Tuesday, May 21, 2013

Dan Brown amazes again with "Inferno"

From Amazon.com:

In the heart of Italy, Harvard professor of symbology, Robert Langdon, is drawn into a harrowing world centered on one of history’s most enduring and mysterious literary masterpieces . . . Dante’s Inferno.

Against this backdrop, Langdon battles a chilling adversary and grapples with an ingenious riddle that pulls him into a landscape of classic art, secret passageways, and futuristic science. Drawing from Dante’s dark epic poem, Langdon races to find answers and decide whom to trust . . . before the world is irrevocably altered.

         All I can really say about this book is.. wow. I skipped Angels and Demons, loved Da Vinci Code, took forever to get through Lost Symbol. I really like Dan Brown's books but sometimes they are slow going. Inferno is Not. I flew through this book in less than 2 days, only about 4 and a half hours of reading total. I absolutely could not put it down! I liked the Dante's Inferno theme the book had. I've always heard about it but never read it. Now I want to. Also, Langdon visits lots of places in Italy and Turkey; I had to go on the internet and look some of the places up. Wow, wouldn't it be cool to go there!There is alot of talk about art as well. I'm not a big art fan, but I didn't lose interest because of it.  Like many of his books, he does have a scientific bit going in this book. The bad guy thinks the world is overpopulated and in 100 years we would be wiped out. So he, apparently, is creating a new Black Plague. It's a neat controversy because you can totally understand where this guy is coming from about overpopulation, but morally I was thinking "That's incredibly wrong!" I think this one could spark some public outrage similar to DaVinci Code did.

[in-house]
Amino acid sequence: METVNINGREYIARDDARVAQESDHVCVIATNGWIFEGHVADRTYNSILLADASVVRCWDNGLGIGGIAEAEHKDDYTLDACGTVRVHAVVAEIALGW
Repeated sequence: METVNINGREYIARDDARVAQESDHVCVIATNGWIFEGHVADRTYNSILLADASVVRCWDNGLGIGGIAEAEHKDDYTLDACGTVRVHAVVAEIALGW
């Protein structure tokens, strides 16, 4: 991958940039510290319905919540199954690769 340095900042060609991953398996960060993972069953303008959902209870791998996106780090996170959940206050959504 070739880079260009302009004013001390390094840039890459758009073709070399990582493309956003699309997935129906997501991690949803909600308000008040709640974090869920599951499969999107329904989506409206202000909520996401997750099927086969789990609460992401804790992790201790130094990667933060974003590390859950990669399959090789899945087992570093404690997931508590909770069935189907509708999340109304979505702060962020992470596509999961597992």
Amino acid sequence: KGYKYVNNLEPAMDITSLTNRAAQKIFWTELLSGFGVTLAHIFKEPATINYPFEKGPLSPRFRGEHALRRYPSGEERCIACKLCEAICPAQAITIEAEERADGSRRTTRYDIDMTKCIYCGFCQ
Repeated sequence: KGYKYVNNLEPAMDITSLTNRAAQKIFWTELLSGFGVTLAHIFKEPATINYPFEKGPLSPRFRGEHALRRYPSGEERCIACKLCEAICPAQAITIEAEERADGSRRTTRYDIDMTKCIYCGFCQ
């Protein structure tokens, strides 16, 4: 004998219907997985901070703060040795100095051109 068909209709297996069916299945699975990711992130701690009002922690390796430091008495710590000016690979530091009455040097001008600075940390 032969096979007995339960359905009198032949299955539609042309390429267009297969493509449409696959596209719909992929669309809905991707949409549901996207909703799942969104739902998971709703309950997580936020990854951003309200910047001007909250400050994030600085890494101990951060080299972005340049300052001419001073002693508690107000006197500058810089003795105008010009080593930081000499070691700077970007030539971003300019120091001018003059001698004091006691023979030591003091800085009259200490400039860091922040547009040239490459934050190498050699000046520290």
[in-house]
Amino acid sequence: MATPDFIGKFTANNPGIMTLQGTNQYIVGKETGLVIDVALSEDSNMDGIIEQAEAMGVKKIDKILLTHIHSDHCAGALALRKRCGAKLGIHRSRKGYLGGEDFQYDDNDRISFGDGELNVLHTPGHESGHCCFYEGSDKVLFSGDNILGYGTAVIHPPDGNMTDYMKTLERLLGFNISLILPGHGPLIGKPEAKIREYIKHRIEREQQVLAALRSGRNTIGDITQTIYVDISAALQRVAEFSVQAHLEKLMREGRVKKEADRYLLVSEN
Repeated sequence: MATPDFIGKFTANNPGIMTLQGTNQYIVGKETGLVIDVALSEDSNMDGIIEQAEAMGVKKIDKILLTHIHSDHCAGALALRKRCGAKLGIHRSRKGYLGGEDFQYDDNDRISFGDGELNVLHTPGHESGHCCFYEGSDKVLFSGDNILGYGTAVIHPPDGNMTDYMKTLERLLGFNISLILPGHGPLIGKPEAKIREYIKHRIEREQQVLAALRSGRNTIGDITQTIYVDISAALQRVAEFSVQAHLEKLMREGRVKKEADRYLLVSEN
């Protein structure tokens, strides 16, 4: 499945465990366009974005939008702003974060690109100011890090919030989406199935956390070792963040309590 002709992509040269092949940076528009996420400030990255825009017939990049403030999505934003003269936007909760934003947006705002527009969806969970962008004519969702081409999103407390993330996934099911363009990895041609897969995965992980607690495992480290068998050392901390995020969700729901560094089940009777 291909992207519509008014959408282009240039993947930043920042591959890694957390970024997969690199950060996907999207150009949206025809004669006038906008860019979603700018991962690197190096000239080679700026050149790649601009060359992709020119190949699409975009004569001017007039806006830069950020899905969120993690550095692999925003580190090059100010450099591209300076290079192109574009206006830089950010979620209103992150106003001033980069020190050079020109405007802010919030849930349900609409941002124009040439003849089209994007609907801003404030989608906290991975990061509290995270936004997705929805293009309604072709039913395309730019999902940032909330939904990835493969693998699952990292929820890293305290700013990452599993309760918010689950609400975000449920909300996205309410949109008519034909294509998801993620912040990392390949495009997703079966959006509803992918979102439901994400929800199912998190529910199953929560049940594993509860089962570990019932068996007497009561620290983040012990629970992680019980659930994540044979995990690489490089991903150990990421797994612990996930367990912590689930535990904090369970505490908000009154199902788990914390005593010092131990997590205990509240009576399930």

Anyways, I loved it and everyone should read it! See ya!

1 comment:

  1. The book is simply incredible, although at some place you will feel an overlap between Da Vinci code and this book. It also has some factual errors like the quote of Robert Oppenheimer from Srimad Bhagavad Gita. But these negatives, doesn't let this book down. Robert's effort needs to be appreciated.